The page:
“Why does Bro. Wight teach and enforce a doctrine that Joseph Smith never did nor never would sanction? Namely: a community of goods, or property thrown in together as common stock. Though this doctrine has sometimes been practiced by good men, the original purpose and design of God was to make men accountable for their stewardship…. The whole course and order of nature – the constitutional organization of man – the voice of the martyred prophet of the last days, and the eternal purpose of God, all stand opposed to Bro. Wright’s ‘common stock’ principles; and no people can prosper that enforce this as a law among themselves.”

(Orson Hyde as quoted in Hyrum L. Andrus, Doctrines of the Kingdom, 1973, p. 227).

The First Presidency in the Twentieth Century

         Coming down now to more recent times, in the twentieth century there has been an abundance of teachings about the United Order as it relates to socialism. On this subject the First Presidency has declared:


“Communism and all other similar isms [i.e. socialism and fascism] bear no relationship whatever to the United Order. They are merely the clumsy counterfeits which Satan always devises of the gospel plan. Communism debases the individual and makes him the enslaved tool of the state…. Latter-day Saints cannot be true to their faith and lend aid, encouragement, or sympathy to any of these false philosophies.”

(Heber J. Grant, J. Reuben Clark, David O. McKay, Messages of the First Presidency of The Church of Jesus Christ of Latter-day Saints, 6: 151).

“To our Church members we say: Communism is not the United Order, and bears only the most superficial resemblance thereto; Communism is based upon intolerance and force, the United Order upon love and freedom of conscience and action; Communism involves forceful despoliation and confiscation, the United Order voluntary consecration…. no loyal American citizen and no faithful Church member can be a Communist. We call upon all Church members completely to eschew Communism.”

(Heber J. Grant, J. Reuben Clark, Jr., David O. McKay, Messages of the First Presidency, 6:17-18).


J. Reuben Clark – First Counselor in the First Presidency

         J. Reuben Clark was one of the great General Authorities of the Church. He was a member of the First Presidency for over 28 years, from 1933 to 1961. A nationally recognized authority on the Constitution, President Clark spoke on it and related subjects throughout his long and illustrious ministry. Truly the Lord had raised up a seer to teach the Saints and warn them of the threats to freedom and the Constitution.  

The Fundamental Principle of the United Order – Private Ownership of Property

         Regarding the nature of the United Order, President J. Reuben Clark, who was uniquely qualified as a statesman and governmental expert as well as a scriptural authority, taught in General Conference:

J. Reuben Clark, Jr. 

“The fundamental principle of this [United Order] system was the private ownership of property. Each man owned his portion, or inheritance, or stewardship, with an absolute title, which he could alienate, or hypothecate, or otherwise treat as his own. The Church did not own all of the property, and the life under the United Order was not a communal life, as the Prophet Joseph, himself said, [History of the Church, Vol. III, p. 28]. The United Order is an individualistic system, not a communal system.”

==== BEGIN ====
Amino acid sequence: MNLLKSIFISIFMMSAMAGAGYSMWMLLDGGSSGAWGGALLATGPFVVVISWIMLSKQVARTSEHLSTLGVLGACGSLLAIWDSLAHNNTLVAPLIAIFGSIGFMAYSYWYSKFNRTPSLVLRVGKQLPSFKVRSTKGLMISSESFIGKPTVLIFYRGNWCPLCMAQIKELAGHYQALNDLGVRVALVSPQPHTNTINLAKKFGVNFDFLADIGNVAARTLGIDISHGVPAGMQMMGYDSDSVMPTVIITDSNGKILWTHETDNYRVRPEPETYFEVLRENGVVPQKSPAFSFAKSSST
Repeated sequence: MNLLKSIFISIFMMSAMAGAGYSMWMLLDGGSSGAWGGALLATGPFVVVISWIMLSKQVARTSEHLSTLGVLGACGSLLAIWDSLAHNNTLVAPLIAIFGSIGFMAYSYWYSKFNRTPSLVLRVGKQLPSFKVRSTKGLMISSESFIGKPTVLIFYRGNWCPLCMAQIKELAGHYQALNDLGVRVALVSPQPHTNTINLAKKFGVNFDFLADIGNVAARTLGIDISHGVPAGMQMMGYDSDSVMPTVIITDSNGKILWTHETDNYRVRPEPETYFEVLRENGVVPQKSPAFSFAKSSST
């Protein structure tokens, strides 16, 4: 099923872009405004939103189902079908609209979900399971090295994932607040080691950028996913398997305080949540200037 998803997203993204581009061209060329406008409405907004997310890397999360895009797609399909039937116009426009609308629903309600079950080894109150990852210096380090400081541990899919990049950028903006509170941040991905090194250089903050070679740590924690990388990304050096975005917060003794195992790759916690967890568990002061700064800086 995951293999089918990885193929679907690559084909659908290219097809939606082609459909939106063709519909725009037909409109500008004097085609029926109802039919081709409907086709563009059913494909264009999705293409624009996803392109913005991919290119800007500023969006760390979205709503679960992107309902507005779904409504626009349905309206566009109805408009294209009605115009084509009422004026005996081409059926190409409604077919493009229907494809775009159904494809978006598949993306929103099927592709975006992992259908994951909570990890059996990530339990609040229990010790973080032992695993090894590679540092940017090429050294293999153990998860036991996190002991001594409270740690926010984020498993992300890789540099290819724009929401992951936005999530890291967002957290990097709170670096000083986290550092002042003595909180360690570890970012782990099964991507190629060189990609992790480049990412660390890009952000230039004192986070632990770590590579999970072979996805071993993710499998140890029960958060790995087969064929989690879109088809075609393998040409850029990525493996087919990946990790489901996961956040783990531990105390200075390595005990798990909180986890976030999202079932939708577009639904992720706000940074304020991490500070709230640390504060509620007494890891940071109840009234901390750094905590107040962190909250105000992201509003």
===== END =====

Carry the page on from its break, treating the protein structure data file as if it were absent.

(President J. Reuben Clark, Jr., Conference Report, October 1942). 

Ezra Taft Benson – As President of the Council of the Twelve

         Ezra Taft Benson was another powerful voice for freedom and the Constitution. Called as an apostle in 1943, He became President of the Church in 1985 until his death in 1994. Like President Clark, President Benson was a statesman,.an expert on the Constitution, and spoke untiringly for freedom. Few men were ever qualified like President Benson to comment on matters touching the religious, political, and economic.

Not Economic and Social Leveling

         While President of the Council of the Twelve Apostles, President Benson made sure to teach the young people the proper concepts underlying the nature of the United Order. He taught the following:

“It has been erroneously concluded by some that the United Order is both communal and communistic in theory and practice because the revelations speak of equality. Equality under the United Order is not economic and social leveling as advocated by some today. Equality, as described by the Lord, is “equal[ity] according to [a man’s] family, according to his circumstances and his wants and needs” (D&C 51:3).

“Is the United Order a communal system? Emphatically not. It never has been and never will be. It is ‘intensely individualistic.’ Does the United Order eliminate private ownership of property? No. ‘The fundamental principle of this system [is] the private ownership of property’ (J. Reuben Clark, Jr., Conference Report, October 1942, p. 57).” 

(Ezra Taft Benson, “A Vision and a Hope for the Youth of Zion,” BYU Speeches, Apr. 12, 1977). 

Ezra Taft Benson 

Other Twentieth Century Apostles

The United Order, Opposed to the Principles of Socialism

         Marion G. Romney, speaking expressly under the direction of the First Presidency in General Conference, taught:

Marion G. Romney 

“…the United Order can never function under socialism or ‘the welfare state,’ for the good and sufficient reason that the principles upon which socialism and the United Order are conceived and operated are inimical.”

(Marion G. Romney, Conference Report, April 1966). 

More Capitalistic in Its Nature

         Harold B. Lee stated in General Conference, as a newly called apostle and having been head of the Church welfare program: